The Overweight and Out of Shape State
But we have renounced disgraceful, underhanded ways. 2 Corinthians 4:2
A couple of years ago, for our 20th wedding anniversary, my wife and I made a brief visit to a state that shall remain unnamed. In this particular locale, it appeared the diet consisted mostly of fried goods and cheesecake, which was apparent in the waistlines of those who lived there. We joked that in that environment, we looked like supermodels. Interestingly, being surrounded by those who were doing worse than us in the fitness department made it much easier to indulge in the cheesecake and fried foods. We weren’t inspired to live healthier, but rather we found ourselves reflecting the local behavior. We had to get out before we began to blend in too much.
We’ve had the opposite experience as well. We’ve visited places where it seemed that most of the locals must eat well and exercise every day. The spotlight that’s shown on our own inadequacies is uncomfortable, but the healthy living of others has inspired us to want to do better ourselves.
Often, the behavior we see around us becomes what we consider to be normal. If we spend every morning at the gym, daily exercise will become a way of life. If, however, we spend every night in a bar, then drinking to the point of intoxication may become normal. Usually, this principle seems to work against us as Christians, dragging us down, as we accept the behaviors of the old flesh nature that we see reflected in the lives around us.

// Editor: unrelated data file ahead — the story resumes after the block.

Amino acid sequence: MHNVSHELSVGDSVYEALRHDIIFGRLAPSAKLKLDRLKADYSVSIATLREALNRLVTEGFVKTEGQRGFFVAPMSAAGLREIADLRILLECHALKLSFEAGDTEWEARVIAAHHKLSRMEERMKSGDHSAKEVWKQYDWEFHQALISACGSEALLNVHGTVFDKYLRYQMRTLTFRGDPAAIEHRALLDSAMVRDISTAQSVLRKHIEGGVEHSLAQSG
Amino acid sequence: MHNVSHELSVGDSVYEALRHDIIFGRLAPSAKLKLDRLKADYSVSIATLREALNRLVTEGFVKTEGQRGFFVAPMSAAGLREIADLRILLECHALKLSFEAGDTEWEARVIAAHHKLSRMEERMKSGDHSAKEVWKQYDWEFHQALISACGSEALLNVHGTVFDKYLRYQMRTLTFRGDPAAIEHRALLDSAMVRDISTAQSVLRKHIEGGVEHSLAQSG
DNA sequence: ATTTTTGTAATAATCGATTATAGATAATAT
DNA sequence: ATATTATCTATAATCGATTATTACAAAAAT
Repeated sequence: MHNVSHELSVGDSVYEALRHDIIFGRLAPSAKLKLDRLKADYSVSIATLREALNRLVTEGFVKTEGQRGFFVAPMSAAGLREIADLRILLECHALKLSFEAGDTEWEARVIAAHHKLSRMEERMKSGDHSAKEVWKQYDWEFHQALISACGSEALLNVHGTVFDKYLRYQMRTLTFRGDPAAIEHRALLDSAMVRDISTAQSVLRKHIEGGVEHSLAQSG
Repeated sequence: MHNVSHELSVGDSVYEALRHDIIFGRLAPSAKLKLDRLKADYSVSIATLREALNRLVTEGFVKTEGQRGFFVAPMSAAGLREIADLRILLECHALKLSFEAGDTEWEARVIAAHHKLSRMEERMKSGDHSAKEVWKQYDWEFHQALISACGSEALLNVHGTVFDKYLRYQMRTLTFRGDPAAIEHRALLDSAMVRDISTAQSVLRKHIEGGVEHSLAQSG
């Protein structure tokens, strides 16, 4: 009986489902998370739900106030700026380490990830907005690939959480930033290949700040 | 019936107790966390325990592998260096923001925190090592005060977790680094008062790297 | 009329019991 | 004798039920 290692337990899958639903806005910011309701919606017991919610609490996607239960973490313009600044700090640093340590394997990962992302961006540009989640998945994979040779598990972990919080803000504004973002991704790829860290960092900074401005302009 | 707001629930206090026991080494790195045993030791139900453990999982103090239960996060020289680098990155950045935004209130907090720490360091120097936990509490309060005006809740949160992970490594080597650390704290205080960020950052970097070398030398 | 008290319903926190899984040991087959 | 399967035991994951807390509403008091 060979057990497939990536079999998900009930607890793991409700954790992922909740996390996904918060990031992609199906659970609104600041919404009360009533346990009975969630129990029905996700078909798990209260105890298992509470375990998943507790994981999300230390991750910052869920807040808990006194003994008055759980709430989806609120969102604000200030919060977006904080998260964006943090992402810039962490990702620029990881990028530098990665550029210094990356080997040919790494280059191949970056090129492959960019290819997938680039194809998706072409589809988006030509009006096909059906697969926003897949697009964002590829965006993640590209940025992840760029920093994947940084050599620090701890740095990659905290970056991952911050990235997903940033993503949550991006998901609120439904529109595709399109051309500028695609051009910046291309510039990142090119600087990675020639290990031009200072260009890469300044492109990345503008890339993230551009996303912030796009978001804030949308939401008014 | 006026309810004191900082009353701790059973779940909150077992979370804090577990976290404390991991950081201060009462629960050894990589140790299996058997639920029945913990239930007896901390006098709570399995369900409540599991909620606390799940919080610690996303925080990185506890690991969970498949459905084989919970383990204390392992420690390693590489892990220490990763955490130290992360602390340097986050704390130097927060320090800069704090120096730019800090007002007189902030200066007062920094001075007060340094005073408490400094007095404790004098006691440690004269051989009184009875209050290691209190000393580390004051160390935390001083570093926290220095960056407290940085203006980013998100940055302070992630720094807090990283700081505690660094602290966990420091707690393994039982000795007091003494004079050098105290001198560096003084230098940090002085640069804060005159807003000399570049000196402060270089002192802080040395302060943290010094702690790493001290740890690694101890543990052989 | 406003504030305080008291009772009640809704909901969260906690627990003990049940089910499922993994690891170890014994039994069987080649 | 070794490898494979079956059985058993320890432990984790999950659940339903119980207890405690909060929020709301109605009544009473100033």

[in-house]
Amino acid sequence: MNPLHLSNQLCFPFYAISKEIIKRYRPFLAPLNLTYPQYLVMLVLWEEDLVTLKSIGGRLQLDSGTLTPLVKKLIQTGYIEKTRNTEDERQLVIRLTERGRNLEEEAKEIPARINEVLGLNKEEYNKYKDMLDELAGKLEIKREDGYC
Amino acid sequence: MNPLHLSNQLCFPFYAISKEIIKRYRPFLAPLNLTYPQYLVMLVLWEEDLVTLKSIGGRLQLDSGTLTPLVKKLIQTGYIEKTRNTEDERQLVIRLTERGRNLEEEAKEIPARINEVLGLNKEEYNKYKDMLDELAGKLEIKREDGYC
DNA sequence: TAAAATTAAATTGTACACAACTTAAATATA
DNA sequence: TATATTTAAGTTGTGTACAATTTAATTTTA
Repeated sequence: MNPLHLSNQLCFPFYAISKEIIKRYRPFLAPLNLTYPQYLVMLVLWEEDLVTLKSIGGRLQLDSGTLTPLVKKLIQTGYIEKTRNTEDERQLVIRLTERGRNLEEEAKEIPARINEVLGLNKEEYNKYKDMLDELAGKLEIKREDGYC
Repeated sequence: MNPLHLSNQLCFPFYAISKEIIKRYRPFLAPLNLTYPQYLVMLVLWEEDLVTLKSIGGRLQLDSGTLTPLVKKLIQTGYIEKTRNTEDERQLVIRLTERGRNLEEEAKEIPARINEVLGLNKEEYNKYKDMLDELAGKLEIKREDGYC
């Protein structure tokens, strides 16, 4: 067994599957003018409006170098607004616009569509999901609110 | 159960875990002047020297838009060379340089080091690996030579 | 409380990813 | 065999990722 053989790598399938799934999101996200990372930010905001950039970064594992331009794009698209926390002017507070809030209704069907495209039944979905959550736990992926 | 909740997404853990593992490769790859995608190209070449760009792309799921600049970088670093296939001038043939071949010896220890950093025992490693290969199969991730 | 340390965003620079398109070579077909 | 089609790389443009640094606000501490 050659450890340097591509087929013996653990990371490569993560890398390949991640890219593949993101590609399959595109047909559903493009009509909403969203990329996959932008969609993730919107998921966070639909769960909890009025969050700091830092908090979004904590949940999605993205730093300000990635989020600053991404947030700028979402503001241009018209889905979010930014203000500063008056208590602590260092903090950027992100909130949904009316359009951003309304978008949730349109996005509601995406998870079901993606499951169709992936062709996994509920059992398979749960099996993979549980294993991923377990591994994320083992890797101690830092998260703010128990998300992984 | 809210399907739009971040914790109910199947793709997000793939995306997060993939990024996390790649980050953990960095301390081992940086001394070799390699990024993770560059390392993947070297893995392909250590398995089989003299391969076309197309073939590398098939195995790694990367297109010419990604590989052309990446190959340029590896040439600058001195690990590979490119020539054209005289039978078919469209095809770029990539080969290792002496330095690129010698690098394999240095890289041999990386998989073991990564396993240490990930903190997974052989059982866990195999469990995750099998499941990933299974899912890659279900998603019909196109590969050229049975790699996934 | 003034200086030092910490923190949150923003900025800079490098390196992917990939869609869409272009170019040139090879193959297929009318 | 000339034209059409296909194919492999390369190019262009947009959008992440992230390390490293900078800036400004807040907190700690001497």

In today’s passage, Paul reminded the Corinthian Christians of what they were supposed to be. It’s often frustrated me that Paul frequently spoke of the perfect Christian life as if it had already been done. We have done this . . . Looking at my own life, I’ve often realized that I’m not living up to Paul’s Christian ideal. I think that’s his point though. I think Paul saw how Christians everywhere struggled with following the old life and so, in today’s passage, he presented a reminder of what they were supposed to be.
I’ve often needed that. In my addiction, as I came to accept horrible, destructive behavior as normal, I needed to be reminded of what healthy, sober behavior looked like. In following my old life, I still often need to be reminded often of what the new life is supposed to look like. This can be painful, as the spotlight of truth highlights my own failures, but seeing success in others often inspires me to pursue it as well. Daily, I must choose to spend time with those who make me want to be better as I, in turn, strive to be an example for those watching me.